Reasons to Stay Alive

Author: Matt Haig

Date Of Publication: 03/10/2015

I have wanted to write a book about my experience, to tackle depression and anxiety head-on. So this book seeks to do two things. To lessen that stigma, and – the possibly more quixotic ambition – to try and actually convince people that the bottom of the valley never provides the clearest view.

In an honest, heartfelt and sometimes frank way, Matt Haig eloquently details his experience of both anxiety and depression which left him contemplating suicide, offering the reader insight into his personal experience as well as ideas of things that have (or haven’t) helped in his recovery.

Perhaps the most interesting aspect of this book is the combination of self-help tips alongside a personal memoir. The author manages to blend these two elements together seamlessly, providing a narrative that is easy to follow combining a sense of the reality of the conditions alongside hope that change is possible. By mixing chapters outlining the author’s personal experience with sections such as ‘things that have happened to me that have generated more sympathy than depression’, Haig lives up to the description of the book as a “moving, funny and joyous exploration”. He manages to showcase the complexities of the conditions in an upliftingly honest way, engaging the reader throughout the book.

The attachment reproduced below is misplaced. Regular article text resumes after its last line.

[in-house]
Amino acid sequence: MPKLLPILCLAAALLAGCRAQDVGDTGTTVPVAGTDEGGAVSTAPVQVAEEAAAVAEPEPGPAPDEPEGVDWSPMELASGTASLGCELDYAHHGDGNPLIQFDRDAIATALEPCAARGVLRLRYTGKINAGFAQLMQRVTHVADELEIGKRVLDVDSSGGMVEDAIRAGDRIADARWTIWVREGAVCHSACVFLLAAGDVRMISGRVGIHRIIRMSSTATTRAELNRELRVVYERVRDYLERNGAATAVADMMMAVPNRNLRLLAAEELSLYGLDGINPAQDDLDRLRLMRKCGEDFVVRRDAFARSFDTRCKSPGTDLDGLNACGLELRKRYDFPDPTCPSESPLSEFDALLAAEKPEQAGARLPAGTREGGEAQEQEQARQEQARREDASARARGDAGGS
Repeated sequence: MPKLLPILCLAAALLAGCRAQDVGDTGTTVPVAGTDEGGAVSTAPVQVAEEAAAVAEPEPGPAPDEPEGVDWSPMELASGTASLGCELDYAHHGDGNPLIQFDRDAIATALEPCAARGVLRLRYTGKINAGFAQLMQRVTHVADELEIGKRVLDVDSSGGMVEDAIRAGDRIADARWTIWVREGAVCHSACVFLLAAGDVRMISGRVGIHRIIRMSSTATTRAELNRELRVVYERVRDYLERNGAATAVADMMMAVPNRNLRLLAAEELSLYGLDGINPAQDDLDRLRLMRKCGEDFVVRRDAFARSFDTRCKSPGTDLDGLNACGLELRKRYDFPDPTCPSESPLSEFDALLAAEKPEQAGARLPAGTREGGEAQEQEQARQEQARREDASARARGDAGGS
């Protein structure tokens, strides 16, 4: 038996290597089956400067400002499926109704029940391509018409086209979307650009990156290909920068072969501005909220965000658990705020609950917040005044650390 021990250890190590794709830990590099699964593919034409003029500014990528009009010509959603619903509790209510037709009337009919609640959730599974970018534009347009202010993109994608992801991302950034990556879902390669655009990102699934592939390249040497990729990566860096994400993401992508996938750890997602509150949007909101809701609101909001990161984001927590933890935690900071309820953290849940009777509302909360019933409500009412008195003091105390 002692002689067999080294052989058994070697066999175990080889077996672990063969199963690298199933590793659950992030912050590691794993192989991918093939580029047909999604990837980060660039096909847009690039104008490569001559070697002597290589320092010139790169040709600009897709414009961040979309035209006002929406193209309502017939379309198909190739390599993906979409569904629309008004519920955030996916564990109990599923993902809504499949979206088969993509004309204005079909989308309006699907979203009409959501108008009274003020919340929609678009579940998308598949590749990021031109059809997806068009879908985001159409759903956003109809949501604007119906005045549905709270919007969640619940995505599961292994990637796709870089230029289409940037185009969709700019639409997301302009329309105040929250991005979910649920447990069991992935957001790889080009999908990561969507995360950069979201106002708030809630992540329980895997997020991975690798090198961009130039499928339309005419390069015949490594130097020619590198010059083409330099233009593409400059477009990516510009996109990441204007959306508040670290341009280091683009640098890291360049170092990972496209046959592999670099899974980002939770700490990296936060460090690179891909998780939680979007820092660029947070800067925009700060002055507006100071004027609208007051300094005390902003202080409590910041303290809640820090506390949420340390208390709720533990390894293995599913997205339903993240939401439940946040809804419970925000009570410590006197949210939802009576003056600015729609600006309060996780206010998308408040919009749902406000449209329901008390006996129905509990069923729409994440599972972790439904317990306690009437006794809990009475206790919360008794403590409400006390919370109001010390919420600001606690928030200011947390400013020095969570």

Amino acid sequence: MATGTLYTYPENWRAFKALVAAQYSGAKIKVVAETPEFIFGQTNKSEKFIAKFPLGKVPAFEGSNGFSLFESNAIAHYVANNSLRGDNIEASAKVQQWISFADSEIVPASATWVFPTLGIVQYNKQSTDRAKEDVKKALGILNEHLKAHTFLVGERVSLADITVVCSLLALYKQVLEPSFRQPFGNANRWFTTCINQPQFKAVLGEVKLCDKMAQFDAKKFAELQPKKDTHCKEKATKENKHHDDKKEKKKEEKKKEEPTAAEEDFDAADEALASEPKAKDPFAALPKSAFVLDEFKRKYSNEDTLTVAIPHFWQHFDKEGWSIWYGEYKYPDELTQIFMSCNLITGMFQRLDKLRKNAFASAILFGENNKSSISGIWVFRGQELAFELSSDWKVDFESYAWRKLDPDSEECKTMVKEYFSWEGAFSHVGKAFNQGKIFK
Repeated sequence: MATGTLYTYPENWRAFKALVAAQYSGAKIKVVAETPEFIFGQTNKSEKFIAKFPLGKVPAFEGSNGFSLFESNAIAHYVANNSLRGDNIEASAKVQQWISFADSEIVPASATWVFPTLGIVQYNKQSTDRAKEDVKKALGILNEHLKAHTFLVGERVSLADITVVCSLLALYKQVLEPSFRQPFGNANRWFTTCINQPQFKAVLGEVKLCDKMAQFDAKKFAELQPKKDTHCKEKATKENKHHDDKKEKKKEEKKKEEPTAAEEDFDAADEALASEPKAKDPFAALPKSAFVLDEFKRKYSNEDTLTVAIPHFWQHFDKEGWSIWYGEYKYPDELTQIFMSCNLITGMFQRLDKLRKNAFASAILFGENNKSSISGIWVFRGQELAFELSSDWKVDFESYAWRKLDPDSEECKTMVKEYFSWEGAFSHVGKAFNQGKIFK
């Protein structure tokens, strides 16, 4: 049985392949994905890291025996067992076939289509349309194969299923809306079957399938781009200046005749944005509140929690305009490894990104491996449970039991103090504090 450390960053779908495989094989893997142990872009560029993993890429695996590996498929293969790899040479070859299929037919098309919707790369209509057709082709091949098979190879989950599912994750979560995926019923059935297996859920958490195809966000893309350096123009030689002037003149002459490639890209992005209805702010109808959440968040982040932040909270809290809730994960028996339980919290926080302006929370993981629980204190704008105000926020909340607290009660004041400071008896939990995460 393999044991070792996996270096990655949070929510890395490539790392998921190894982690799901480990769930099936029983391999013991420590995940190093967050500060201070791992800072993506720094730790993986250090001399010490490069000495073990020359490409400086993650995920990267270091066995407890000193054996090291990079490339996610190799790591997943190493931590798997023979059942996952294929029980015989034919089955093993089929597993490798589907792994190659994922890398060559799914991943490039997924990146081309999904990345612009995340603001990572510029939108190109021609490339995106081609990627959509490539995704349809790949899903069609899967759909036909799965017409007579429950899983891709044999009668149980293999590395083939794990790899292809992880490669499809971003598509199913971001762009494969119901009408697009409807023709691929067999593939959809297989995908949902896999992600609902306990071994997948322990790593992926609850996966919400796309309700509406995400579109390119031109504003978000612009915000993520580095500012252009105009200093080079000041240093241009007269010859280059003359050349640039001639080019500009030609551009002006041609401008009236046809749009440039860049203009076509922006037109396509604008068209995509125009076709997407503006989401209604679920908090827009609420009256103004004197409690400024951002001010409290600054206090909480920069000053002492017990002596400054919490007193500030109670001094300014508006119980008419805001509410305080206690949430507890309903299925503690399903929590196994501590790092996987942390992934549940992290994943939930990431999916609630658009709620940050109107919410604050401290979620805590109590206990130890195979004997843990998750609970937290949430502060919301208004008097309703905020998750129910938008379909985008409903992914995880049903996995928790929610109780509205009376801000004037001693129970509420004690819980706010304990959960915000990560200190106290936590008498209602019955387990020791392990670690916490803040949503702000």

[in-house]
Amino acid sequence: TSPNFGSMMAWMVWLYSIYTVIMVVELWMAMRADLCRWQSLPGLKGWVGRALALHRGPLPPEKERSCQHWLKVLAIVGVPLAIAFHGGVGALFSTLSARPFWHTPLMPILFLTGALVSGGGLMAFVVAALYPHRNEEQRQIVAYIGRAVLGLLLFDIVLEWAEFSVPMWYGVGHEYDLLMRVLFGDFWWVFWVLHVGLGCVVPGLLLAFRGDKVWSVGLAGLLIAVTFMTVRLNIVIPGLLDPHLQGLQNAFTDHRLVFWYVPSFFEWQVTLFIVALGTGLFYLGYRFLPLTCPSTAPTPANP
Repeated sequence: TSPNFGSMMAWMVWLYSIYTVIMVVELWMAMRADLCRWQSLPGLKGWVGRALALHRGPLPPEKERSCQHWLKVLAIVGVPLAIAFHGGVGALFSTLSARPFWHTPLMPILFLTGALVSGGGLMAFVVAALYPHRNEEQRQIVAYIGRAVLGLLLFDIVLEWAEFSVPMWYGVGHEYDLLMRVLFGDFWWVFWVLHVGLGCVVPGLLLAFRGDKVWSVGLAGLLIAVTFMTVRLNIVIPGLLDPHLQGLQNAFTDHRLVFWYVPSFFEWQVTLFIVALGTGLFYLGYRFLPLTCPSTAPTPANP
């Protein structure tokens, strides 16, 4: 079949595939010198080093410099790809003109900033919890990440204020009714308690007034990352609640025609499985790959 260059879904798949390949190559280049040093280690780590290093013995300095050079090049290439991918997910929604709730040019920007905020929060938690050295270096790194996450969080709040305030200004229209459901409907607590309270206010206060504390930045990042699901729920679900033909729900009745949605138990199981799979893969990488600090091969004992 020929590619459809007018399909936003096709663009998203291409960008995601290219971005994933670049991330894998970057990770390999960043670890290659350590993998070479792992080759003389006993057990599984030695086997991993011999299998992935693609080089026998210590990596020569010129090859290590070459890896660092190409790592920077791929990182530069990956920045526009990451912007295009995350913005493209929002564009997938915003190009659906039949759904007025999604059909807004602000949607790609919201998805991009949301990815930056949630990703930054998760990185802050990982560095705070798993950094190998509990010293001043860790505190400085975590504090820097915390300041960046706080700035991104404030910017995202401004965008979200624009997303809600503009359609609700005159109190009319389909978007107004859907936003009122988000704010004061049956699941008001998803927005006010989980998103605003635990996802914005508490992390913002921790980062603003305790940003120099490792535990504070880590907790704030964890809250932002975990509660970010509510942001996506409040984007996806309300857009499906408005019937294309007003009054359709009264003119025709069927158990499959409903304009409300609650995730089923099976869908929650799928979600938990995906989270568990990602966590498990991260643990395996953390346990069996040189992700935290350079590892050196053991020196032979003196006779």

Whilst this book will perhaps be primarily read by those struggling with depression, anxiety or suicidal feelings, this could also be a particularly useful book for anyone that is looking to further their understanding of this stigmatised and often misrepresented area, with self-help tips offered to those suffering as well as those in a supportive role.

In the Chapter ‘A note, before we get fully under way’ Matt Haig perhaps gives a view that may help if you are unsure if this book (or in fact any self-help book) is for you:

Depression looks different to everyone. Pain is felt in different ways, to different degrees, and provokes different responses. That said, if books had to replicate our exact experience of the world to be useful, the only books worth reading would be written by ourselves. There is no right or wrong way to have depression, or to have a panic attack, or to feel suicidal. These things just are. Misery, like yoga, is not a competitive sport. But I have found over the years that by reading about other people who have suffered, survived and overcome despair I have felt comforted. It has given me hope. I hope this book can do the same.

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